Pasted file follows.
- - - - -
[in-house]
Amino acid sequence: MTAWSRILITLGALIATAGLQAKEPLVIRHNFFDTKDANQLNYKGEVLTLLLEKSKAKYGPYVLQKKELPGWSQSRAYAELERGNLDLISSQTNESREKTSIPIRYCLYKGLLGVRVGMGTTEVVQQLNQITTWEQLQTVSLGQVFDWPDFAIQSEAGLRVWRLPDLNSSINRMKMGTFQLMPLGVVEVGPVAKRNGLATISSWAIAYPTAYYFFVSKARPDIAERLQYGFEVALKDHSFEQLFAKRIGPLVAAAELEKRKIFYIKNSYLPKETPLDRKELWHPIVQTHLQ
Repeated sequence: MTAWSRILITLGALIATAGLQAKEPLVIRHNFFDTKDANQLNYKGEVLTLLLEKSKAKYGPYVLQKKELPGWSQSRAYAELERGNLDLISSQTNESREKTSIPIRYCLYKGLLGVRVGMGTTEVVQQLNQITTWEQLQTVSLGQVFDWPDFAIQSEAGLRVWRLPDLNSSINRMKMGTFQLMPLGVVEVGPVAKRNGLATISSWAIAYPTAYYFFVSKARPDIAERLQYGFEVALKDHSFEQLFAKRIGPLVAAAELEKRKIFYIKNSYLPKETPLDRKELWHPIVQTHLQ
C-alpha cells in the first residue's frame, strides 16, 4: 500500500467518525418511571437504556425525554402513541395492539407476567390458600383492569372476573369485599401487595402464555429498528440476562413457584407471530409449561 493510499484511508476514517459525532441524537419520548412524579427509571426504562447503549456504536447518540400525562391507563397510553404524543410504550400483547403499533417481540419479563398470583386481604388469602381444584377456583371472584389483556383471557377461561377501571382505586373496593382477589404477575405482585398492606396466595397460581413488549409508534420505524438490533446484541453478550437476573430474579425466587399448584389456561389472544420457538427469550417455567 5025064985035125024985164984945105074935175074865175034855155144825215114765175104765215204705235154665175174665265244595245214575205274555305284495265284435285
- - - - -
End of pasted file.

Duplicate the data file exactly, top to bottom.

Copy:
[in-house]
Amino acid sequence: MTAWSRILITLGALIATAGLQAKEPLVIRHNFFDTKDANQLNYKGEVLTLLLEKSKAKYGPYVLQKKELPGWSQSRAYAELERGNLDLISSQTNESREKTSIPIRYCLYKGLLGVRVGMGTTEVVQQLNQITTWEQLQTVSLGQVFDWPDFAIQSEAGLRVWRLPDLNSSINRMKMGTFQLMPLGVVEVGPVAKRNGLATISSWAIAYPTAYYFFVSKARPDIAERLQYGFEVALKDHSFEQLFAKRIGPLVAAAELEKRKIFYIKNSYLPKETPLDRKELWHPIVQTHLQ
Repeated sequence: MTAWSRILITLGALIATAGLQAKEPLVIRHNFFDTKDANQLNYKGEVLTLLLEKSKAKYGPYVLQKKELPGWSQSRAYAELERGNLDLISSQTNESREKTSIPIRYCLYKGLLGVRVGMGTTEVVQQLNQITTWEQLQTVSLGQVFDWPDFAIQSEAGLRVWRLPDLNSSINRMKMGTFQLMPLGVVEVGPVAKRNGLATISSWAIAYPTAYYFFVSKARPDIAERLQYGFEVALKDHSFEQLFAKRIGPLVAAAELEKRKIFYIKNSYLPKETPLDRKELWHPIVQTHLQ
C-alpha cells in the first residue's frame, strides 16, 4: 500500500467518525418511571437504556425525554402513541395492539407476567390458600383492569372476573369485599401487595402464555429498528440476562413457584407471530409449561 493510499484511508476514517459525532441524537419520548412524579427509571426504562447503549456504536447518540400525562391507563397510553404524543410504550400483547403499533417481540419479563398470583386481604388469602381444584377456583371472584389483556383471557377461561377501571382505586373496593382477589404477575405482585398492606396466595397460581413488549409508534420505524438490533446484541453478550437476573430474579425466587399448584389456561389472544420457538427469550417455567 5025064985035125024985164984945105074935175074865175034855155144825215114765175104765215204705235154665175174665265244595245214575205274555305284495265284435285